My first memory of the West Indies was Geoff Lawson’s jaw being shattered by Patrick Patterson. It seemed an appropriate image to sum up the experience of my generation of Australians in relation to the Windies.
I was quickly fascinated by an exotic array of giganti fast bowlers and extravagantly brilliant batsmen, men with bizarre names like Courtney and Curtly and Vivian, and a team that had been invincible for years.
They were so good, so ruthless, yet so laid back.
When Carl Hooper bowled, he almost fell asleep halfway through his delivery stride. Not that he bowled very often – spin was only really used as a laugh by the Windies back then.
They’d bring on Hooper or Richards or Roger Harper for a trundle to give everyone a quick giggle, then resume their sincere attempts to decapitate the opposition batsmen.
They were so disdainful of spin that Allan Border took 11 wickets in a Test match against them simply because the idea of a little man bowling slow to them seemed so preposterous they got out due to shock more than anything.
Four years later, the new boy Shane Warne stunned everyone in Melbourne, and Tim May with bat and ball almost pulled off a miracle in Adelaide.
However, the miracle disappeared in one Courtney Walsh bouncer, and in the next Test, normal service was resumed. Curtly Ambrose bowling a spell of sheer terror in Perth to shred Australia like rice paper.
That was the last hurrah of the invincible Windies really. Not long after that, they were dethroned. But what a hurrah it was.
Ah, Ambrose was a bowler, wasn’t he?
Enormous, loose limbs flailing, loping to the crease like an insouciant giraffe, somehow coiling and releasing those giant elastic bands to hurl bolts of pure malice at the batsman with suffocating accuracy.
He was relentless, and on a dodgy pitch, dangerous. If there was a crack, he’d hit it, again and again, and he’d likely do the same to your head.
Some said Mark Waugh was cowardly when he hit a hundred mainly by backing away and flipping Curtly over the slips. In fact, it was the gutsiest tactic he could have avoided. Every time he did it, it just made Ambrose more determine to kill him.
When Dean Jones complained about Curtly’s wristbands, it went beyond gutsy and into suicidal.
Ambrose’s predecessor as the Lord of Windies Quicks was Malcolm Marshall, a man half Ambrose’s size but possessed of even more skill, and a hostility that belied his small frame.
Before and after Ambrose was Courtney Walsh, a bit player in great teams, and a colossus in mediocre ones, who looked like he was made of bamboo, but somehow kept going, and going, and going, until he’d knocked over more batsmen than any of his former teammates.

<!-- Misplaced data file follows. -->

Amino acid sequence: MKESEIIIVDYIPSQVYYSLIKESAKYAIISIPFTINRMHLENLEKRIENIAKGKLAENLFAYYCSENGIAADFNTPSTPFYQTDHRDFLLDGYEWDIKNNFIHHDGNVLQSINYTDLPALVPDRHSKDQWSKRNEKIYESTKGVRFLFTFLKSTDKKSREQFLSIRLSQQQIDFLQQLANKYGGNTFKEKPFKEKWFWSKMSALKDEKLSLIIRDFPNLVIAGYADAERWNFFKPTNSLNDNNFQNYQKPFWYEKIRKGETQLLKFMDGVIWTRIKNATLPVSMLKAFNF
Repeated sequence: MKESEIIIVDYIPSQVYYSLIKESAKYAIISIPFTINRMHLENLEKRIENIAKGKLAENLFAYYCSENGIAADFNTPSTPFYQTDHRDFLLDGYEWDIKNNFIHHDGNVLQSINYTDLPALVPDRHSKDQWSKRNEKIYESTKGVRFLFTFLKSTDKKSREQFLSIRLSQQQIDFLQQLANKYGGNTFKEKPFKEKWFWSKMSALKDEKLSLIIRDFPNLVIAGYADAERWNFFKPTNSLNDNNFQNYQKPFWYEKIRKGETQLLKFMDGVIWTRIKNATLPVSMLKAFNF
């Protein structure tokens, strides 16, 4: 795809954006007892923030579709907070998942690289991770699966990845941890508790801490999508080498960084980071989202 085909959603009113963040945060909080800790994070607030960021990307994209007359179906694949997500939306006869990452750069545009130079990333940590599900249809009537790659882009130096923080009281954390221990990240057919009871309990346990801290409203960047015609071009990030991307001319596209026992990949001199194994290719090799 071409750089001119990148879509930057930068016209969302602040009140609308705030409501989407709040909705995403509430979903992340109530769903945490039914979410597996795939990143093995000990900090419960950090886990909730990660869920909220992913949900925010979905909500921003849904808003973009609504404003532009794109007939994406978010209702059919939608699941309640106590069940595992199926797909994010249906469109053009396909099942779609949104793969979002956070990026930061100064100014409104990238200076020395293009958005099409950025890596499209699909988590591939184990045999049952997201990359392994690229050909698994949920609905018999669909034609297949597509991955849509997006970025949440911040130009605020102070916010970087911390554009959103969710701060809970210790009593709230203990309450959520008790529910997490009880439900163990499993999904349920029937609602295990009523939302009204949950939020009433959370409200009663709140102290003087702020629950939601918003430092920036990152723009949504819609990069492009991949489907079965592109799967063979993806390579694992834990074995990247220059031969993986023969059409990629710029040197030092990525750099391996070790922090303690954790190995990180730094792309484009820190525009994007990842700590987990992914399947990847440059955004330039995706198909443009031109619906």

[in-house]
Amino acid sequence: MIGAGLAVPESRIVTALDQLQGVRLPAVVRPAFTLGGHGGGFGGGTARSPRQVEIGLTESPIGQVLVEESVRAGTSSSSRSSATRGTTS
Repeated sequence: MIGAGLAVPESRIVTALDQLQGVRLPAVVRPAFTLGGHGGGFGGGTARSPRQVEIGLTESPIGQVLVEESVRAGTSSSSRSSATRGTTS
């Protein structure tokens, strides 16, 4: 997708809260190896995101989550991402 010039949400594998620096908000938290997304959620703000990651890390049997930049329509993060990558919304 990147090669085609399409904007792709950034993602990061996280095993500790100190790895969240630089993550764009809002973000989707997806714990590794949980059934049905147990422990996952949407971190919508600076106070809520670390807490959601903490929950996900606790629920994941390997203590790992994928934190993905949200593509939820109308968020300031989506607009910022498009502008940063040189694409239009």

And, of course, there was cool Ian Bishop and mad Patrick Patterson, and before them, lethal Michael Holding and brutal Joel Garner. They just kept rolling off that assembly line.
Meanwhile, when the West Indies took strike, opposition bowlers were being cowed and terrified almost as much as the batsmen by an array of whirling axemen that brutalised attacks around the world.
Viv Richards, with that supreme gum-chewing arrogance, making it clear that he considered a bowler merely a not-particularly-troublesome species of insect. The savage double-barrelled shotgun at the top of the order, Greenidge and Haynes. \\
The freewheeling Richie Richardson.
Big cat Lloyd.
At the tail-end of the dominant era, the rising prince Lara.
Pounding team after team into bloody submission with big smiles on their faces.
That’s how the Windies appeared to me, and somehow, they always will. That era of rubber-armed fast men and blazing willowsmiths is frozen in the mind, even though it was just one segment of the West Indies story.
They entered Test cricket in the 1930s, and up till the late 50s were always captained by white men, an absurd thought to those, like me, reared on the 80s terrors.
At the start, the heroes were the Black Bradman, George Headley, and the erratic but electrifying all-rounder Learie Constantine.
After the war, West Indian cricket was defined by the three Ws, batting giants Walcott, Weekes, and Worrell, and spin magicians Ramadhin and Valentine.
In the 60s, the team rose to the top of the world with Sobers, Gibbs, Hall and Kanhai, before something of a decline in the 70s was followed by Lloyd’s world-crushing revival with the four-pronged pace battery strategy.
West Indian cricket has been all sorts of things.
And now, we see a struggling, but improving team, battling against the rising Australians, led by a big-hearted, determined, yet limited captain in Darren Sammy, batting held together by an ageing champion and bowling led by a promising pair, one fast firebrand and one tricky offie.
It’s very different from the old days.
Nobody was determined yet limited in the 1980s teams.
Some were lazy, some were mercurial, but all were ridiculously talented and walked the earth like gods, deigning to grace we mortals with a glimpse of their divine abilities.
But such freakish happenstance of collective brilliance couldn’t last forever.
And there are reasons to delight in the current team. We still can enjoy the presence of men called Kraigg and Kemar and Carlton. We can enjoy a pack of underdogs grinding and heel-nipping their way to a better future.
We can enjoy the particular flavour that the rise of a generation of talented players of Indian descent has brought to the Caribbean. And we can rejoice in the Windies’ rediscovery of the virtues of spin.
But most of all, we can breathe a sigh of relief that, though they may lose this series, there seems to be some fight back in the Windies.
For no matter how things change, everyone knows that when the West Indies are putting up a fight, the cricket world is an infinitely more interesting place.